Television Scanning

television scanning

[′tel·ə‚vizh·ən ‚skan·iŋ]
The process of scrutinizing the brightness of each element of detail contained in the image of a scene to be transmitted by television.

Television Scanning


the sequential resolution of an image into its constituent elements, which takes place within a television camera tube, in order to obtain a video signal having instantaneous values proportional to the brightness of the image element being transmitted at a given moment; also, the reverse conversion, or synthesis, of the transmitted image in the kinescope of a television receiver. Scanning was achieved in the first television systems by mechanical means, such as the rotating Nipkow disk (1884). B. L. Rozing (1907) was the first to propose the use of an electron beam for scanning. In all modern black-and-white and color television broadcasting systems, an electron beam or light beam of constant intensity is used to scan the image and resolve it into elements (seeFLYING-SPOT CAMERA), and the image is synthesized on the screen of a kinescope by an electron beam, the intensity of which is modulated.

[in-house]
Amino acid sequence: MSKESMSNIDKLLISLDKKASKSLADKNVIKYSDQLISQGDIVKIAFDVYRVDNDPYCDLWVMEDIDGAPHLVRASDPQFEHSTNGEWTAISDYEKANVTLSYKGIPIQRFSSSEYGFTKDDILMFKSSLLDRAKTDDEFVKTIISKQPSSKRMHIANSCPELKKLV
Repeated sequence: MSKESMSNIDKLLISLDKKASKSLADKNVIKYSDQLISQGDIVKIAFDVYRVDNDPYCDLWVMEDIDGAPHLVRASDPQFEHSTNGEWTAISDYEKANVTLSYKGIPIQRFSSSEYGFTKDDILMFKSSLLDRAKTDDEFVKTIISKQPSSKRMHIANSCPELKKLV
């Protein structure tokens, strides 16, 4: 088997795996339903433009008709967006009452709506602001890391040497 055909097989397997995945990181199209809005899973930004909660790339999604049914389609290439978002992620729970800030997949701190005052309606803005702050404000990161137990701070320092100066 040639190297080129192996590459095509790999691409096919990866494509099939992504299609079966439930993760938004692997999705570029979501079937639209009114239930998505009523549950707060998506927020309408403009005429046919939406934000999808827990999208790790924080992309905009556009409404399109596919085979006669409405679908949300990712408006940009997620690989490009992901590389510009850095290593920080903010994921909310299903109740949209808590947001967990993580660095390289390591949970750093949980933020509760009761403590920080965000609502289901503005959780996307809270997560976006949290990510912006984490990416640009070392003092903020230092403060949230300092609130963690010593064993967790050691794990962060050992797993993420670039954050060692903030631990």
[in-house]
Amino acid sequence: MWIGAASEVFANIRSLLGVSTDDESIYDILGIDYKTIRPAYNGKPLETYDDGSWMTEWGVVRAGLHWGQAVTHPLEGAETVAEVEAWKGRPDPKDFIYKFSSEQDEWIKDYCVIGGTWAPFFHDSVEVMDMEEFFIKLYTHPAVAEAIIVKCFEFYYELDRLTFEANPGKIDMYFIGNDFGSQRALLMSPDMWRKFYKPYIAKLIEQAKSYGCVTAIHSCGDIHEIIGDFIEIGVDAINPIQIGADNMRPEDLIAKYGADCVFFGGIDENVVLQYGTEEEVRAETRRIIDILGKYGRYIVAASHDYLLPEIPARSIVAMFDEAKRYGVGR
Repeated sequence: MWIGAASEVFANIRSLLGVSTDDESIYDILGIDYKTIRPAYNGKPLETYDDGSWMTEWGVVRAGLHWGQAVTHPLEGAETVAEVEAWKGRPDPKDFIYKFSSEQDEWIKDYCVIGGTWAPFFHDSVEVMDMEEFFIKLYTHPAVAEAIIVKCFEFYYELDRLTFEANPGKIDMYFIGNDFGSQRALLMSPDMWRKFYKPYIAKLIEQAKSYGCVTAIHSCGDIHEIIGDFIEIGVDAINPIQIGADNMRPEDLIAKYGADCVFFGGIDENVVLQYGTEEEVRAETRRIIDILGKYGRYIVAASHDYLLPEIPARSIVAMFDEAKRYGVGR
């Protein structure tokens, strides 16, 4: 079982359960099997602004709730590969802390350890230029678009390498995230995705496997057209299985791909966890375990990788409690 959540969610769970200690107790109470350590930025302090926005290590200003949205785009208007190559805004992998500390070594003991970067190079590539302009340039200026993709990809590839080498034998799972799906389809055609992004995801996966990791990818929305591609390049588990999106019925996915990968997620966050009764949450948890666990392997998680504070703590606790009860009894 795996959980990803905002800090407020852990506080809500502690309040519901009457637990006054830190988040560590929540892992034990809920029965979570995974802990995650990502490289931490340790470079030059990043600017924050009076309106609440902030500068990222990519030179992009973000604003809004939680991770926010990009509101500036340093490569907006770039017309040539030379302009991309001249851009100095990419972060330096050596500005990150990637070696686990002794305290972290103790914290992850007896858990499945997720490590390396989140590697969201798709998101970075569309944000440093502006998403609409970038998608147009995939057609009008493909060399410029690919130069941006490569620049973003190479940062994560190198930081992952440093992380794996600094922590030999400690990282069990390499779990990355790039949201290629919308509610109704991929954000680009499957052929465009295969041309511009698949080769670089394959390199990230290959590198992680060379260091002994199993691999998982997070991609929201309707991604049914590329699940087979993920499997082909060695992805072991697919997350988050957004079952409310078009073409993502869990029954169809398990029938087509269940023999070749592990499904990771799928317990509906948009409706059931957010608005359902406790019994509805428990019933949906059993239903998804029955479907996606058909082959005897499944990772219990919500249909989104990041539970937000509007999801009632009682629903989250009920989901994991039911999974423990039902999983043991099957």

Television scanning is usually linear. The resolution and synthesis of an image are accomplished line by line from left to right and by fields from top to bottom. One horizontal sequence of elements forms a scanning line, and all the lines together constitute the television raster. The scanning beam in transmitting and receiving tubes is extinguished during the return trace, and no information about the image is produced.

Various methods of television scanning are used, including progressive scanning (line by line), interlaced scanning (by alternate lines), and dot-sequential scanning. Interlaced scanning is used for both black-and-white and color television broadcasting; the picture area is scanned twice for each time the entire raster is covered, and the resolution and synthesizing processes are synchronized.